How does this past rate of return compare with other, less risky financial assets? The answer lies in a relatively simple concept known as the equity risk premium, which is perhaps better understood as the extra profits (over safe bonds) to be had from investing in risky stuff like equities. According to academics at the London Business School this still looks like it’s about 3 to 3.5% per annum although they also note that “the equity premium is smaller than was once thought”.

On paper the case for investing a large chunk of portfolio money in risky equities looks incredibly compelling until that is you examine the next three charts. They are all the work of SG quantitative analyst Andrew Lapthorne, and each graphic in turn reminds us that equities are very, very volatile.

The first chart examines the 20 year average real (after inflation) returns from holding the S&P 500 (the benchmark US blue chip index) – the grey straight line in the middle shows the average return while the red, jagged lines show actual rolling returns from holding this index.  Over the 90 years of different 20 year rolling periods, just 12 actually produced the ‘average return’ of around 7% per annum – many decades produced returns in the double digits per annum whilst at last five twenty year periods produced returns of close to zero (per annum, on average). This graphic reminds us that equities are incredibly volatile and that that volatility can hugely impact your expected 20 year returns.

But how does that volatility compare with the next best alternative, less risky government bonds?  The next chart looks at the maximum capital loss over a number of 5 year holding periods for both bonds (red, usually at the bottom) and equities (grey, usually on top). In nearly every period, equities produce much higher maximum losses than bonds – there are in fact many 5 year periods where equities can produce a maximum capital loss of 10% or more whereas with bonds such losses are uncommon.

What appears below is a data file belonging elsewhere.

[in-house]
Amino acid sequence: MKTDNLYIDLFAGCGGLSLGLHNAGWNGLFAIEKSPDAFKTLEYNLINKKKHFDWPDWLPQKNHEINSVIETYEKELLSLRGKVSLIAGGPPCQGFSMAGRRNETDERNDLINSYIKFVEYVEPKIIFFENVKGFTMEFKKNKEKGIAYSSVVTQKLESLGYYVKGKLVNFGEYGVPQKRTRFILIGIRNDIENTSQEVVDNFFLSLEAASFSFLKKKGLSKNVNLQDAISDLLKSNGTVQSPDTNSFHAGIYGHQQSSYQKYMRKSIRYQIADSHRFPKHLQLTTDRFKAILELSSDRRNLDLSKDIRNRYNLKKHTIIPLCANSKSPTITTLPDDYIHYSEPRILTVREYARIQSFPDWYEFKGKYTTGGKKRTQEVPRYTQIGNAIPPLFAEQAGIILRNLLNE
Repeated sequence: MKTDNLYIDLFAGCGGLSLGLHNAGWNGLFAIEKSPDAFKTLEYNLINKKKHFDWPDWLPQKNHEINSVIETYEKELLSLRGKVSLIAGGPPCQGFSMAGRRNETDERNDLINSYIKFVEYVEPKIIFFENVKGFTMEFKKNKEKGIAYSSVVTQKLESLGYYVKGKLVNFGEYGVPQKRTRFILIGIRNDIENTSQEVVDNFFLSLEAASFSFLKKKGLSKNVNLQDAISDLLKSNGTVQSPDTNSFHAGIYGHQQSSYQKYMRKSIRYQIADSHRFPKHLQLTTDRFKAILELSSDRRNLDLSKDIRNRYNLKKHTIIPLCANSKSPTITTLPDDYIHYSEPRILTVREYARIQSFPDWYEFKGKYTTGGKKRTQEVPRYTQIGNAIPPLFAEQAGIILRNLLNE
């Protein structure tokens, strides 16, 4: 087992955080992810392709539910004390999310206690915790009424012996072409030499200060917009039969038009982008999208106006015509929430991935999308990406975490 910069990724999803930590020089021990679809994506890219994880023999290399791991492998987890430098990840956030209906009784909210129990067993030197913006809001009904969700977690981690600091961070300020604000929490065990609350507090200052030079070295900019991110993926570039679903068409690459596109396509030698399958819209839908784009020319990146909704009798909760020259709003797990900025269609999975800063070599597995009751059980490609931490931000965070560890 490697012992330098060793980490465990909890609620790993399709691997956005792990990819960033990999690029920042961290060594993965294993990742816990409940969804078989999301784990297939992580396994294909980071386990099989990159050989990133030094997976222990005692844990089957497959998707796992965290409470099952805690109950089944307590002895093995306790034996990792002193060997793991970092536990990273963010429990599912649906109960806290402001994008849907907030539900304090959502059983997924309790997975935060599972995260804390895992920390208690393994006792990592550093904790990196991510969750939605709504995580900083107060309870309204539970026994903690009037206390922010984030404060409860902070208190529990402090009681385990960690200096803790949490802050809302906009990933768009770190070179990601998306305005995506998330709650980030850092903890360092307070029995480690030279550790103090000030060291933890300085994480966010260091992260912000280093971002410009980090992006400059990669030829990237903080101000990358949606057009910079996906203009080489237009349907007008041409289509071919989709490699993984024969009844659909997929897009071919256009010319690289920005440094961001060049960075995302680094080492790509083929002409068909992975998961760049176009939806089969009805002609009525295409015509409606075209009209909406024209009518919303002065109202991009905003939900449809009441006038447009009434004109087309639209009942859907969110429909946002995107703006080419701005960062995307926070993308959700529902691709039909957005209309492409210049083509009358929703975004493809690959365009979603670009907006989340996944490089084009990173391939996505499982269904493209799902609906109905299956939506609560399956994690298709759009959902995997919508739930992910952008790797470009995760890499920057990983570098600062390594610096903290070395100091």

The final graphic from  Andrew Lapthorne at SocGen fleshes out the relative likelehood of big losses from bonds and equities. It breaks down those five year holding periods, and looks at the probability in percentage terms of different capitall losses  since 1950.

According to Lapthorne, this analysis suggests thatThe bond investor could have bought bonds 90% of the months since 1950 and avoided having a 20% drawdown or more, whilst the equity investor could have only invested in 40% of months to avoid such losses. Extreme drawdown of 40% or more, even on a real basis, is almost unheard of in the bond market, but seen 17% of the time in equities. Yes bonds at sub 2% offer miserable returns, but equities will always offer a higher probability of major losses “.

These statistics should not come as a surprise to any investor – the extra reward from holding equities over the long term comes with an obvious price, which is that equities are volatile and can fall very substantially in price during volatile years.

If you are willing to invest over the very long term and accept a window of opportunity that stretches out for 30 years or more, then you should perhaps be willing to embrace that volatility –  if the future is anything like the past, equities could make you a compound return of nearly 7% per annum in real terms over  the next few decades. Such an impressive return probably implies adopting a buy and hold strategy where you sit tight in terms of portfolio allocations and don’t trade in the short term based on market cycles.

For investors with shorter time horizons, a number of alternatives suggest themselves.

  1. The first is that if are not willing to suffer losses of more than 10% per annum, you should avoid equities entirely and stick to bonds – but be prepared to suffer in bullish years when equities shoot ahead.
  2.  The next alternative is to actually invest in volatility itself and carefully time investments so that they sync up with increases in volatility – in previous articles we’ve touched on the idea of using structured investments to ‘lock in’ spikes in volatility and in next week’s article we’ll look at some novel  portfolio strategies based on this idea of using options to enhance returns
  3. The last idea is perhaps the simplest – don’t try to second guess every bullish and bearish swing in sentiment and focus instead on buying quality assets (such as the S&P 500) when they are cheap.